Objectives: To determine whether children with autism spectrum disorder (ASD) would tolerate an acupressure/acupuncture intervention and whether parents would adhere to a twice-weekly, 8-week intervention protocol. Second, to further understand best measures to use to capture impact of intervention on behavioral and regulatory functions. Design: This is an observational pilot study with pre-, mid-, and postintervention measures. Settings/location: The intervention was carried out in a private practice office in a large metropolitan area. Subjects: A total of 10 children of ages 3-10 years with ASD and one of their parents participated. Interventions: A total of 16 biweekly treatment sessions of acupressure and/or acupuncture were carried out by a licensed acupuncturist, and a daily home-based acupressure intervention was carried out by a parent. Outcome measures: Attendance, tolerance of intervention, parent compliance with home program, and parent compliance in completing daily diary and five standardized measures of behavioral and regulatory functions pre-, mid-, and postintervention were recorded. Results: The 10 children in this observational study, collectively, tolerated the intervention and parents adhered to the 16 sessions, biweekly protocol, and home protocol, as well as completing daily diary and five standardized measures at three different time intervals. The five measurements appeared to be sensitive to behavioral and regulatory functions that may improve with this type of intervention. Conclusions: The results of this observational pilot study suggest that acupressure/acupuncture is a feasible intervention for children with ASD that merits rigorous evaluation through a randomized controlled trial.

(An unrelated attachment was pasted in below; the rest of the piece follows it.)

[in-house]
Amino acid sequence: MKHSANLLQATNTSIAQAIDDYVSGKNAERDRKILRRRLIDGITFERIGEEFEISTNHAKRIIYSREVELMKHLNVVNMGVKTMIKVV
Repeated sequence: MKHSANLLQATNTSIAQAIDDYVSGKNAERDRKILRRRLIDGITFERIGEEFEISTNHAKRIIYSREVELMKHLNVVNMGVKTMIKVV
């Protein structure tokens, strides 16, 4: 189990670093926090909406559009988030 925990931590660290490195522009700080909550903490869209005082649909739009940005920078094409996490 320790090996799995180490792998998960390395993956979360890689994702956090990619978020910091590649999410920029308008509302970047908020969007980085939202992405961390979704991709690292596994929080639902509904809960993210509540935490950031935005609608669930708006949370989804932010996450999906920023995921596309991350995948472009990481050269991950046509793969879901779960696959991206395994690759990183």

- autism spectrum disorder
- behavior problems
- regulatory dysfunction
ASJC Scopus subject areas
- Complementary and alternative medicine